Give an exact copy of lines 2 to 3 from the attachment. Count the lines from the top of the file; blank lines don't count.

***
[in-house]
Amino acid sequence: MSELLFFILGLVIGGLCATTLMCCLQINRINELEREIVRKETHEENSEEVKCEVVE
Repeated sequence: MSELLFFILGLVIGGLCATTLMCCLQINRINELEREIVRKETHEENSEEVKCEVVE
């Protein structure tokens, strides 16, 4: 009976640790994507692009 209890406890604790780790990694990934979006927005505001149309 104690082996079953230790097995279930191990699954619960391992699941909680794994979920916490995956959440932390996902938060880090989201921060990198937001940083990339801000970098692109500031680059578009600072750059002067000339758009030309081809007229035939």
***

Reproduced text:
Amino acid sequence: MSELLFFILGLVIGGLCATTLMCCLQINRINELEREIVRKETHEENSEEVKCEVVE
Repeated sequence: MSELLFFILGLVIGGLCATTLMCCLQINRINELEREIVRKETHEENSEEVKCEVVE